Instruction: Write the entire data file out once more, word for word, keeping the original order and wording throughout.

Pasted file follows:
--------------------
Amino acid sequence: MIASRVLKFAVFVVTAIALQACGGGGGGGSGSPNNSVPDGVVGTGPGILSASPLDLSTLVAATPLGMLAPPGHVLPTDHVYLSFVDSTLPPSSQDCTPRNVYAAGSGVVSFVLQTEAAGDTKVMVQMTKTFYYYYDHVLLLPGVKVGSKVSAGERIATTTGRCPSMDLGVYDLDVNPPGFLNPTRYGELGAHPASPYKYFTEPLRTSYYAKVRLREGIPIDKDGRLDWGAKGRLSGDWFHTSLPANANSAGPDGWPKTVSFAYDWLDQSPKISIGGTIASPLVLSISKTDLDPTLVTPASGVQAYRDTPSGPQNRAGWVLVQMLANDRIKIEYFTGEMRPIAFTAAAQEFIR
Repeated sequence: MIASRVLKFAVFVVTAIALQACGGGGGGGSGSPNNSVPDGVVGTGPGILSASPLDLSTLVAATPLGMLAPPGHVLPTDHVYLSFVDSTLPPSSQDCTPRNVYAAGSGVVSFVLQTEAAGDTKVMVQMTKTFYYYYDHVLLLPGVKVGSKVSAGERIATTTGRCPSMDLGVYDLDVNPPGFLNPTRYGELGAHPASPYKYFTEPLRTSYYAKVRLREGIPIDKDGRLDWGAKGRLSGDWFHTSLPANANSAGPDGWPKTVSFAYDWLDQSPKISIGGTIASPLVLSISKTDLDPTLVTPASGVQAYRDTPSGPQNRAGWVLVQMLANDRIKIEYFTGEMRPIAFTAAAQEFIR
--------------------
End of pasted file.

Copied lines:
Amino acid sequence: MIASRVLKFAVFVVTAIALQACGGGGGGGSGSPNNSVPDGVVGTGPGILSASPLDLSTLVAATPLGMLAPPGHVLPTDHVYLSFVDSTLPPSSQDCTPRNVYAAGSGVVSFVLQTEAAGDTKVMVQMTKTFYYYYDHVLLLPGVKVGSKVSAGERIATTTGRCPSMDLGVYDLDVNPPGFLNPTRYGELGAHPASPYKYFTEPLRTSYYAKVRLREGIPIDKDGRLDWGAKGRLSGDWFHTSLPANANSAGPDGWPKTVSFAYDWLDQSPKISIGGTIASPLVLSISKTDLDPTLVTPASGVQAYRDTPSGPQNRAGWVLVQMLANDRIKIEYFTGEMRPIAFTAAAQEFIR
Repeated sequence: MIASRVLKFAVFVVTAIALQACGGGGGGGSGSPNNSVPDGVVGTGPGILSASPLDLSTLVAATPLGMLAPPGHVLPTDHVYLSFVDSTLPPSSQDCTPRNVYAAGSGVVSFVLQTEAAGDTKVMVQMTKTFYYYYDHVLLLPGVKVGSKVSAGERIATTTGRCPSMDLGVYDLDVNPPGFLNPTRYGELGAHPASPYKYFTEPLRTSYYAKVRLREGIPIDKDGRLDWGAKGRLSGDWFHTSLPANANSAGPDGWPKTVSFAYDWLDQSPKISIGGTIASPLVLSISKTDLDPTLVTPASGVQAYRDTPSGPQNRAGWVLVQMLANDRIKIEYFTGEMRPIAFTAAAQEFIR